Killbane: This is MY city...and I get to fiddle while it burns...
- Rose has roughly two minutes to save John from being killed by an incoming meteor. She spends the first forty seconds playing a violin refrain. The game sarcastically compliments the player's time management skills.
- More figurative use of the trope would be when Dave and his Bro battle it out on the rooftop, with Houston being obliterated in the background. The battle itself is completely pointless.
- Dave also seems perfectly fine continuing to update his absolutely awful webcomic, Sweet Bro and Hella Jeff, even though the world is ending.
- Survival of the Fittest v3: A particularly notable version occurs where Carson Baye plays on his DS while a gunfight is starting around him.
- In the season 4 finale of The Batman, Alfred and Lucius Fox watch helplessly from a balcony on Bruce's mansion, drinking tea as ash falls like snow around them, before deciding that they're not that helpless. It's possibly the best scene in the entire series.
- Played for laughs in an episode of Justice League. While the rest of the population of Vegas has fled because of Joker's bomb threats, a single old lady continues feeding coins into a slot machine.
Joker: I love this town!
- Subverted in the My Little Pony Friendship Is Magic episode "Swarm of the Century". Pinkie takes one look at the crisis of the day and rushes off in search of a tuba. Everyone dismisses it as Pinkie's usual harmless psychosis, and sets about trying to get the parasprites out of town, while Pinkie passes through periodically asking if anyone's seen yet another piece of the polka ensemble she's been diligently assembling. Just when it looks like all hope is lost and the parasprites are going to be the end of civilization, Pinkie marches by strapped into a one-pony band, and the parasprites follow her in Pied Piper fashion. It's implied throughout the episode that Pinkie's dealt with parasprites before, but couldn't communicate this fact to the others because they have trouble with the idea that Pinkie is capable of lucidity.
- In one episode of Darkwing Duck, Negaduck uses a magical artifact to steal the powers of the other four members of the Fearsome Five, causing him grow to giant size; he then proceeds to flood St. Canard and use electricity to heat the water to the boiling point. As Darkwing wracks his mind to think of a way to bring him down, the four powerless villains do nothing but sit down, sadly drinking weak tea. Of course, this is a Zigzagged Trope, as they do so because they're too depressed over the loss of their powers at the moment to help. This also leads to a Eureka Moment when they realize that Negaduck had their weaknesses along with their powers.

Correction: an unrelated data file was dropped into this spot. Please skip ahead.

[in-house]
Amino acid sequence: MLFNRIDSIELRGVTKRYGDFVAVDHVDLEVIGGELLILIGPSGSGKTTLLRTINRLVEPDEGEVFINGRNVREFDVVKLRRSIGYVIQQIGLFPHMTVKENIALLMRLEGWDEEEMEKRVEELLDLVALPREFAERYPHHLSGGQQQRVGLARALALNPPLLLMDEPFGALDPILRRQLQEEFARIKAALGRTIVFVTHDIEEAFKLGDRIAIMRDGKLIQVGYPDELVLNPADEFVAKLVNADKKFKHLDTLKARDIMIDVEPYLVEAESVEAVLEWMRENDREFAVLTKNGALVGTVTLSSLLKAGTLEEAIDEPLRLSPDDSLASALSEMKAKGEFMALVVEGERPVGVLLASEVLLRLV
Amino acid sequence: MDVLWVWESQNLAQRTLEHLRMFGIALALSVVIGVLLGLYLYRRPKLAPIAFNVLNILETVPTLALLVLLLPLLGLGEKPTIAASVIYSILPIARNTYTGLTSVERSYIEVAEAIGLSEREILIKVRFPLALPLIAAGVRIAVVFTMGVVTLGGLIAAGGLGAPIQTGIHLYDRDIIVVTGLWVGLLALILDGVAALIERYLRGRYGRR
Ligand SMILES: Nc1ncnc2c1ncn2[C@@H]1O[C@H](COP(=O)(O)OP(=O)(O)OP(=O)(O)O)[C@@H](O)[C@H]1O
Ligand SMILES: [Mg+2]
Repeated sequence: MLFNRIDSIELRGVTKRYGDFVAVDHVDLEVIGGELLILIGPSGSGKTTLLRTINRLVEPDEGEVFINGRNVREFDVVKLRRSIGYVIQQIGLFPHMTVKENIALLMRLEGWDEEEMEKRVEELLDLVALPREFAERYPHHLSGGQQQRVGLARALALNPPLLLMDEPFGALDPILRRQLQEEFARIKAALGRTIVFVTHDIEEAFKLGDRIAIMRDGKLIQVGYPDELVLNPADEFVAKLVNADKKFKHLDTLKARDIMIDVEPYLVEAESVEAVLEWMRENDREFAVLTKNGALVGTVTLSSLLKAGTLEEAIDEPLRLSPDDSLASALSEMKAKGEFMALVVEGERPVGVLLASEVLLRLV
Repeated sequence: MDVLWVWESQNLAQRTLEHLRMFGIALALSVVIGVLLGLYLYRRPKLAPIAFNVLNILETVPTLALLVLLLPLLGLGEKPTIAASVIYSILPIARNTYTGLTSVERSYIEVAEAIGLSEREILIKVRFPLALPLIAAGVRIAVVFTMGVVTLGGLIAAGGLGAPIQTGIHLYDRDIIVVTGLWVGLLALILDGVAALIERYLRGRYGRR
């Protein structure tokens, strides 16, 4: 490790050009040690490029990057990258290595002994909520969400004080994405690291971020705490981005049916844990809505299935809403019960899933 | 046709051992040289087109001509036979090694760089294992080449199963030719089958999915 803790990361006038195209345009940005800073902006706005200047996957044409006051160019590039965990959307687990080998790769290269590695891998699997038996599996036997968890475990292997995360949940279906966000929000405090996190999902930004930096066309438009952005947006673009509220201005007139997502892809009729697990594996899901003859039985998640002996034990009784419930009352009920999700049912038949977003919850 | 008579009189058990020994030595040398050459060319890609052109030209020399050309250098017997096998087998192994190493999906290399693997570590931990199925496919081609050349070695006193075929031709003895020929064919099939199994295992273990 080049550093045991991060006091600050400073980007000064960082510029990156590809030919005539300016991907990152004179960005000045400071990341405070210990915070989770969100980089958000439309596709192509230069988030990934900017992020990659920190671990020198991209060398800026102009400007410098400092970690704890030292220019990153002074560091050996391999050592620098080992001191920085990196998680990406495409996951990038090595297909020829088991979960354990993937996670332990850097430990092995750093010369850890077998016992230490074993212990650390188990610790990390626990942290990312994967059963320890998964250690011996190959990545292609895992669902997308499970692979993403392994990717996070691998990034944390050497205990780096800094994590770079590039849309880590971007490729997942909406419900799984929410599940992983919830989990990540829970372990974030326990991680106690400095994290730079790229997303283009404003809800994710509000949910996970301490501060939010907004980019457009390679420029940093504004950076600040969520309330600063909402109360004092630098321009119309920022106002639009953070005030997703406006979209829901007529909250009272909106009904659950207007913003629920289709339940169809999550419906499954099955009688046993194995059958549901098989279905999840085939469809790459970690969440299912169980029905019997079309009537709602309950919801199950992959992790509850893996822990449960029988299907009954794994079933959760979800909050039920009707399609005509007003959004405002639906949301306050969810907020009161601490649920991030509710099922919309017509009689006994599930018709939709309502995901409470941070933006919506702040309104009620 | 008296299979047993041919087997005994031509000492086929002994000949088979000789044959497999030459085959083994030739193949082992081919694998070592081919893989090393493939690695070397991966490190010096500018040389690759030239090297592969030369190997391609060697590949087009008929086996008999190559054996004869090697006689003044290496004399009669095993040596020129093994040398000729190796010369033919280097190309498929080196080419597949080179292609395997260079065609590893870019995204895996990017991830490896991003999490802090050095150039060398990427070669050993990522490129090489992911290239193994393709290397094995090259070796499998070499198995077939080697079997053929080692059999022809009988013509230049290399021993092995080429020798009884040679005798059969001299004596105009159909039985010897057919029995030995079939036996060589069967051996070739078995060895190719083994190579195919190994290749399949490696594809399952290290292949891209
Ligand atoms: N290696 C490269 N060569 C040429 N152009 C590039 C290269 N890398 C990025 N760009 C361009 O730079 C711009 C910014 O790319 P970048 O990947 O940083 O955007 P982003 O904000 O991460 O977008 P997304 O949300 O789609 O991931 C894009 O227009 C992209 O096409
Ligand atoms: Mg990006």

- Played with in Star Wars: Clone Wars. As the Separatist Confederacy attacks Coruscant, Chancellor Palpatine remains in his office, sipping tea and ignoring the Jedi's encouragement to take shelter. And when the Jedi-killer General Grievous smashes through the window, Palpatine reacts by standing up to Grievous and angrily saying he "won't be bullied by some thug" who breaks into his chambers. But this is all for show: unknown to anyone present (including Grievous), Palpatine is also Darth Sidious, the shadowy leader of the Confederacy. He makes no effort to protect himself because had arranged his own kidnapping.
- In the Superman: The Animated Series episode "Solar Power", Luminous hijacks LexCorp's communication satellites to block off the sun's yellow radiation and cripple Superman. Despite the fact that Luthor's denial of wrongdoing is hard to believe (even though he isn't involved) and the crisis is costing his company millions in revenue, he spends at least part of the time calmly practicing archery.
- Trope Namer: According to legend, Emperor Nero played the fiddle (or lute, or lyre) while Rome was burning down. Supposedly, his men actually helped set the fire. This story was more likely than not circulated by those who disliked/despised him. All actual evidence found suggests he wasn't even in the city at the time and quite possibly wouldn't have been in any position to help.
His apocryphal behavior is traditionally described as "fiddling while Rome burns", which has predictably been played for all the Double Entendre it's worth for centuries.
- Lou Henry Hoover did this a lot when stranded in China during the Boxer Rebellion. One time she was playing solitaire when an artillery shell crashed through her front hall. She kept on playing.
- According to a letter written by his nephew, Pliny the Elder took a nap in Stabiae near Pompeii... while Mt. Vesuvius was erupting. Even though he was there in part to assist in the rescue of the villagers.
- And, as we all know, he didn't survive it either. He suffocated for being too close to the epicentre.